U.S. Geological Survey releases first-ever comprehensive geologic map of the moon

New Unified Geologic Map of the Moon with shaded topography from the Lunar Orbiter Laser Altimeter (LOLA). Credit: NASA/GSFC/USGS

Researchers merged new and old data from Apollo and recent satellite missions to develop a unified description of the stratigraphy, or rock layers, of our nearest neighbor in space

For the first time, the entire lunar surface has been geologically mapped completely and uniformly classified by scientists from the United States Geological Survey (USGS), in collaboration with NASA and the Lunar Planetary Institute.

The lunar map, called the „Unified Geologic Map of the Moon,” will serve as the definitive blueprint of the moon’s surface geology for future human missions and will be invaluable for the international scientific community, educators, and the public-at-large. The digital map is available online now and shows the moon’s geology in incredible detail (1:5,000,000 scale).

Mare Tranquilitatis where Apollo 11 had landed.

To create the new digital map, scientists used information from six Apollo-era regional maps along with updated information from recent satellite missions to the moon. The existing historical maps were redrawn to align them with the modern data sets, thus preserving previous observations and interpretations. Along with merging new and old data, USGS researchers also developed a unified description of the stratigraphy, or rock layers, of the moon. This resolved issues from previous maps where rock names, descriptions, and ages were sometimes inconsistent.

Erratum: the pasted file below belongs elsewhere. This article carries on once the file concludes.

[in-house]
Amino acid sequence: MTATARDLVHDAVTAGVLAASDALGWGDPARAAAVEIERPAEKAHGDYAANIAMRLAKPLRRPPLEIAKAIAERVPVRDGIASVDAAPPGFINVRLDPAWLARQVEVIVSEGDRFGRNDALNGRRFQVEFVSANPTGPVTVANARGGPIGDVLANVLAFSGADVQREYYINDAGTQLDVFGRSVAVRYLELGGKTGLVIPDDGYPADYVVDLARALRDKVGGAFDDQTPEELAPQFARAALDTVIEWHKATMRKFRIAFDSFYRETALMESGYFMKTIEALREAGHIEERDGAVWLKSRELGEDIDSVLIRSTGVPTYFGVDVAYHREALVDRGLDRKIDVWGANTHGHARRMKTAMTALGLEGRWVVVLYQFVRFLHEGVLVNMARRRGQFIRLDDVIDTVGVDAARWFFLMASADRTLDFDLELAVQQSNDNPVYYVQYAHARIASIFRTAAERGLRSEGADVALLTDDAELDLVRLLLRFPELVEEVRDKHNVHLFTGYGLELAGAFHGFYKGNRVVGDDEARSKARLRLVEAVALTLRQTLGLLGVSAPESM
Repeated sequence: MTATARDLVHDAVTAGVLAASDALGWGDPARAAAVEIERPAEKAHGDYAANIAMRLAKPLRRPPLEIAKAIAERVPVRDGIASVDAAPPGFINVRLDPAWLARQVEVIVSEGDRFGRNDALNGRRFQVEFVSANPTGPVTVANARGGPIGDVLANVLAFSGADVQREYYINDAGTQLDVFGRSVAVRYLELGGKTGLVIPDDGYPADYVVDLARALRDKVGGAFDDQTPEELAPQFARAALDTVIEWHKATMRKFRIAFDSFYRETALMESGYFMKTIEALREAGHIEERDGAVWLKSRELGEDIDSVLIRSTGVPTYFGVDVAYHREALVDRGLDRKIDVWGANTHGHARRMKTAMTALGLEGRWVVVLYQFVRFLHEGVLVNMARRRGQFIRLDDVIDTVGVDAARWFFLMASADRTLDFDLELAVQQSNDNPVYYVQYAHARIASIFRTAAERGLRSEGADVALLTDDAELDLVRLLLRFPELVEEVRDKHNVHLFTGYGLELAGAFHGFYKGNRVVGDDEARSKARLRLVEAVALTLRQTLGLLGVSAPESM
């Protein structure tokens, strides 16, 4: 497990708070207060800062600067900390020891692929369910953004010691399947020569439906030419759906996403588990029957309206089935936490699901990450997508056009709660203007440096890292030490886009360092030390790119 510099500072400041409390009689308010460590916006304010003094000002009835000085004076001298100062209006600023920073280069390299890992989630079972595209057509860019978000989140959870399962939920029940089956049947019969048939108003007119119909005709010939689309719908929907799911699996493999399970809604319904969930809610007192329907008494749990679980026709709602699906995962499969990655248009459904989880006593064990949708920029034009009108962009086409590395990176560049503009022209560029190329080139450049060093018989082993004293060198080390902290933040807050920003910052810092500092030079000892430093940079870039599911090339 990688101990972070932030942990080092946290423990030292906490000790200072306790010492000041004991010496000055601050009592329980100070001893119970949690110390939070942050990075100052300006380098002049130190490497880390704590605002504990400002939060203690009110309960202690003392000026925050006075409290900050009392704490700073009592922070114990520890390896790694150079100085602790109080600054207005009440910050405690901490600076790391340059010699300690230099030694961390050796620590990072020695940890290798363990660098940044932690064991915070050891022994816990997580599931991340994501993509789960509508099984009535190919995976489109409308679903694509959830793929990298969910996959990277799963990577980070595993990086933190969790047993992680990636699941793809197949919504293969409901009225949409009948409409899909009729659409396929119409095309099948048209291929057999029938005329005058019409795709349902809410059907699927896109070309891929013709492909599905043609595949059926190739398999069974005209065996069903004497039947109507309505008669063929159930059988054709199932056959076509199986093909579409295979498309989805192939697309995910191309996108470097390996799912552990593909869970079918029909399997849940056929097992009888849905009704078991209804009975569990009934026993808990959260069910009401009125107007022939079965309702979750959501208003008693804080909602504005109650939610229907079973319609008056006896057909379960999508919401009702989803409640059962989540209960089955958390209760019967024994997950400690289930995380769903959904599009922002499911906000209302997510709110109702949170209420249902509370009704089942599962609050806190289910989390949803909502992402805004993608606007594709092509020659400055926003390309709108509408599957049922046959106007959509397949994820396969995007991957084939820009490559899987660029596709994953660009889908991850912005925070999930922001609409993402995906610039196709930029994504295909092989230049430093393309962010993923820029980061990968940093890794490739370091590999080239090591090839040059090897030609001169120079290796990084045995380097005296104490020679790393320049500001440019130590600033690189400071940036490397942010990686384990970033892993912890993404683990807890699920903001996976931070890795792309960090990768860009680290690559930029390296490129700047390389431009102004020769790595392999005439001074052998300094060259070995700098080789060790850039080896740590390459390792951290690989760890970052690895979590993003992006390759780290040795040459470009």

„This map is a culmination of a decades-long project,” said Corey Fortezzo, USGS geologist and lead author. „It provides vital information for new scientific studies by connecting the exploration of specific sites on the moon with the rest of the lunar surface.”

Elevation data for the moon’s equatorial region came from stereo observations collected by the Terrain Camera on the recent SELENE (Selenological and Engineering Explorer) mission led by JAXA, the Japan Aerospace Exploration Agency. Topography for the north and south poles was supplemented with NASA’s Lunar Orbiter Laser Altimeter data.


Source: USGS

(28.04.2020, USA: 04.28.2020)